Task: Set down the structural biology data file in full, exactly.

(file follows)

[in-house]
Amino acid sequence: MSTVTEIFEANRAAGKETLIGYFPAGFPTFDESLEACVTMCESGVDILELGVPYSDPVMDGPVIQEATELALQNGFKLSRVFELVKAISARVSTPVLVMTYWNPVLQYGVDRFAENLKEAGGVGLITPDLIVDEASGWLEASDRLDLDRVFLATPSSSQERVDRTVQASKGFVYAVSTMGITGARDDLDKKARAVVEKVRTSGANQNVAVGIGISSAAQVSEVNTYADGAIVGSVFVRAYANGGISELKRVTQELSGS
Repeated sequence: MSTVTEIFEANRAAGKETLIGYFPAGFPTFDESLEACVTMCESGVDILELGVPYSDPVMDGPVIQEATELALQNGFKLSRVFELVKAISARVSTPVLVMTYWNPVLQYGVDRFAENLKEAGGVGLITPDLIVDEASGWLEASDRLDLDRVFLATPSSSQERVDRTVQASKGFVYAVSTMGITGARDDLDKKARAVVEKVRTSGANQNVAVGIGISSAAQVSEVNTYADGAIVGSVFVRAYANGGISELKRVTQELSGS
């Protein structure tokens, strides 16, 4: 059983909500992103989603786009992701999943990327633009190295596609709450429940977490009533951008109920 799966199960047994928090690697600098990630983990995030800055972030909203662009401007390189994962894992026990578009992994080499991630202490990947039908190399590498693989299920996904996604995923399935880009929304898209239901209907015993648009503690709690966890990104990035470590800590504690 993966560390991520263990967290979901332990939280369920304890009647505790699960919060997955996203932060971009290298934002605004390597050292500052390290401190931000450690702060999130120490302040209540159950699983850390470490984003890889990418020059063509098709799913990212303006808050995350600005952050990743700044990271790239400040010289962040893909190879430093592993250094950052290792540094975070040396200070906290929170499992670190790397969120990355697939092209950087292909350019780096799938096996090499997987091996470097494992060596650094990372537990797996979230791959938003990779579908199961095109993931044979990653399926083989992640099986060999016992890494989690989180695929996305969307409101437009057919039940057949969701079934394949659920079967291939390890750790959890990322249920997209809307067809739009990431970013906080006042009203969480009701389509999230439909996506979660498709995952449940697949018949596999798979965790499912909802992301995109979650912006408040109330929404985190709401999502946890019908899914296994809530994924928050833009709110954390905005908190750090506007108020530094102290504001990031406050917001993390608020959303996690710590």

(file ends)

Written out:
[in-house]
Amino acid sequence: MSTVTEIFEANRAAGKETLIGYFPAGFPTFDESLEACVTMCESGVDILELGVPYSDPVMDGPVIQEATELALQNGFKLSRVFELVKAISARVSTPVLVMTYWNPVLQYGVDRFAENLKEAGGVGLITPDLIVDEASGWLEASDRLDLDRVFLATPSSSQERVDRTVQASKGFVYAVSTMGITGARDDLDKKARAVVEKVRTSGANQNVAVGIGISSAAQVSEVNTYADGAIVGSVFVRAYANGGISELKRVTQELSGS
Repeated sequence: MSTVTEIFEANRAAGKETLIGYFPAGFPTFDESLEACVTMCESGVDILELGVPYSDPVMDGPVIQEATELALQNGFKLSRVFELVKAISARVSTPVLVMTYWNPVLQYGVDRFAENLKEAGGVGLITPDLIVDEASGWLEASDRLDLDRVFLATPSSSQERVDRTVQASKGFVYAVSTMGITGARDDLDKKARAVVEKVRTSGANQNVAVGIGISSAAQVSEVNTYADGAIVGSVFVRAYANGGISELKRVTQELSGS
């Protein structure tokens, strides 16, 4: 059983909500992103989603786009992701999943990327633009190295596609709450429940977490009533951008109920 799966199960047994928090690697600098990630983990995030800055972030909203662009401007390189994962894992026990578009992994080499991630202490990947039908190399590498693989299920996904996604995923399935880009929304898209239901209907015993648009503690709690966890990104990035470590800590504690 993966560390991520263990967290979901332990939280369920304890009647505790699960919060997955996203932060971009290298934002605004390597050292500052390290401190931000450690702060999130120490302040209540159950699983850390470490984003890889990418020059063509098709799913990212303006808050995350600005952050990743700044990271790239400040010289962040893909190879430093592993250094950052290792540094975070040396200070906290929170499992670190790397969120990355697939092209950087292909350019780096799938096996090499997987091996470097494992060596650094990372537990797996979230791959938003990779579908199961095109993931044979990653399926083989992640099986060999016992890494989690989180695929996305969307409101437009057919039940057949969701079934394949659920079967291939390890750790959890990322249920997209809307067809739009990431970013906080006042009203969480009701389509999230439909996506979660498709995952449940697949018949596999798979965790499912909802992301995109979650912006408040109330929404985190709401999502946890019908899914296994809530994924928050833009709110954390905005908190750090506007108020530094102290504001990031406050917001993390608020959303996690710590």